Congressional action could mean that more than 1 million Americans could see part of their monthly pension checks evaporate.
By Evan Halper
December 11, 2014
More than 1 million Americans who were promised secure, predictable retirement income probably will see part of their monthly benefit checks evaporate as Congress moves to stabilize some private pension systems veering toward insolvency.
The expected congressional action to allow previously promised private-sector pensions to be cut is another sign that decades-old assurances that workers were given about retirement income are rapidly fading.
The move comes after San Jose, Detroit and other cities have partially reneged on long-established contracts with government workers and retirees, shrinking benefit checks that were supposed to only increase over time.
Traditional political alliances have fractured as the pension measure — attached to a massive money bill needed to keep the government open — has moved toward a final vote.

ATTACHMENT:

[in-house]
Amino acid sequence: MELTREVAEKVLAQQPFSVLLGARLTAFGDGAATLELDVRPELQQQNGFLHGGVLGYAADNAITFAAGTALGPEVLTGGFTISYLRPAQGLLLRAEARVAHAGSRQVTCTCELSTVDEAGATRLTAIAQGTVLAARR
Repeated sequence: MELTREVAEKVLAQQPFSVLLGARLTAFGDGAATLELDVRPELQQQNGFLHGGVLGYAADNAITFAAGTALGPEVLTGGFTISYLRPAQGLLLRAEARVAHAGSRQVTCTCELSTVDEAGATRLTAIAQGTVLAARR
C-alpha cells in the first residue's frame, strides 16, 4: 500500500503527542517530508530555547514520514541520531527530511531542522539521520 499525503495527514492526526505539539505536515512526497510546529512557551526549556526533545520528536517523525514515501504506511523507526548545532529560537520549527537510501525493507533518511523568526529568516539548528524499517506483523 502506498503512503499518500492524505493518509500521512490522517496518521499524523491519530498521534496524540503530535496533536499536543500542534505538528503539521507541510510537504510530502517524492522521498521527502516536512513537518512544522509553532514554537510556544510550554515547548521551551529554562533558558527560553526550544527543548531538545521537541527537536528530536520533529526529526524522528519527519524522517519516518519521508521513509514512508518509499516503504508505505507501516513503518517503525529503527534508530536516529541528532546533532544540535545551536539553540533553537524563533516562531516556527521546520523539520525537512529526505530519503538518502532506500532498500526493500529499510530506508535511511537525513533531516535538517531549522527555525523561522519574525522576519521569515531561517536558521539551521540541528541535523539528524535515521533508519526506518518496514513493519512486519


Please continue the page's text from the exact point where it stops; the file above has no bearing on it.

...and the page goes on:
Unions are bitterly split. Some are so panicked by the possibility that the entire system could collapse that they have joined with business leaders to implore Congress to act.
“This is the only realistic way to avoid insolvency and preserve as much of the promised pension benefits as possible,” Joseph Hansen, international president of the United Food and Commercial Workers, wrote in a letter to lawmakers earlier this week.
Other unions and retiree groups, including the AARP, have denounced the plan as a betrayal of a promise, enshrined in federal law for four decades, that vested pension benefits would not be cut.
The retirees whose pensions are at stake are mostly blue-collar workers, including mechanics, truckers and construction workers, who participate in what are known as multi-employer pension plans.
The plans were designed to allow workers flexibility to switch companies with ease, guaranteeing them a stable retirement in fields where they were likely to move frequently between employers.
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